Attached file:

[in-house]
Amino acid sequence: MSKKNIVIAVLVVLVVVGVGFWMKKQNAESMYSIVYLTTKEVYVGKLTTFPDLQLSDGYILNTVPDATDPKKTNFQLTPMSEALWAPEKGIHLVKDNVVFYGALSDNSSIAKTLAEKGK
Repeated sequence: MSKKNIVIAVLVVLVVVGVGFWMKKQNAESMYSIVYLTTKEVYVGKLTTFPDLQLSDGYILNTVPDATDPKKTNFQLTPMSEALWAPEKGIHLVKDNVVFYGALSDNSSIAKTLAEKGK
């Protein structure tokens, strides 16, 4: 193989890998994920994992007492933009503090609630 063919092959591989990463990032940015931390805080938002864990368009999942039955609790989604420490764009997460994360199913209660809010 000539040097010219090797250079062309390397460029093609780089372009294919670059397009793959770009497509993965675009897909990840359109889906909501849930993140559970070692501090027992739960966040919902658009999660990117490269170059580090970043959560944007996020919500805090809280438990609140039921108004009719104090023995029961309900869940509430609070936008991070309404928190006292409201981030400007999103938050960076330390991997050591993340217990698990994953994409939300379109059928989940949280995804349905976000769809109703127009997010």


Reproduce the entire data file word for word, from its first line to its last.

[in-house]
Amino acid sequence: MSKKNIVIAVLVVLVVVGVGFWMKKQNAESMYSIVYLTTKEVYVGKLTTFPDLQLSDGYILNTVPDATDPKKTNFQLTPMSEALWAPEKGIHLVKDNVVFYGALSDNSSIAKTLAEKGK
Repeated sequence: MSKKNIVIAVLVVLVVVGVGFWMKKQNAESMYSIVYLTTKEVYVGKLTTFPDLQLSDGYILNTVPDATDPKKTNFQLTPMSEALWAPEKGIHLVKDNVVFYGALSDNSSIAKTLAEKGK
């Protein structure tokens, strides 16, 4: 193989890998994920994992007492933009503090609630 063919092959591989990463990032940015931390805080938002864990368009999942039955609790989604420490764009997460994360199913209660809010 000539040097010219090797250079062309390397460029093609780089372009294919670059397009793959770009497509993965675009897909990840359109889906909501849930993140559970070692501090027992739960966040919902658009999660990117490269170059580090970043959560944007996020919500805090809280438990609140039921108004009719104090023995029961309900869940509430609070936008991070309404928190006292409201981030400007999103938050960076330390991997050591993340217990698990994953994409939300379109059928989940949280995804349905976000769809109703127009997010």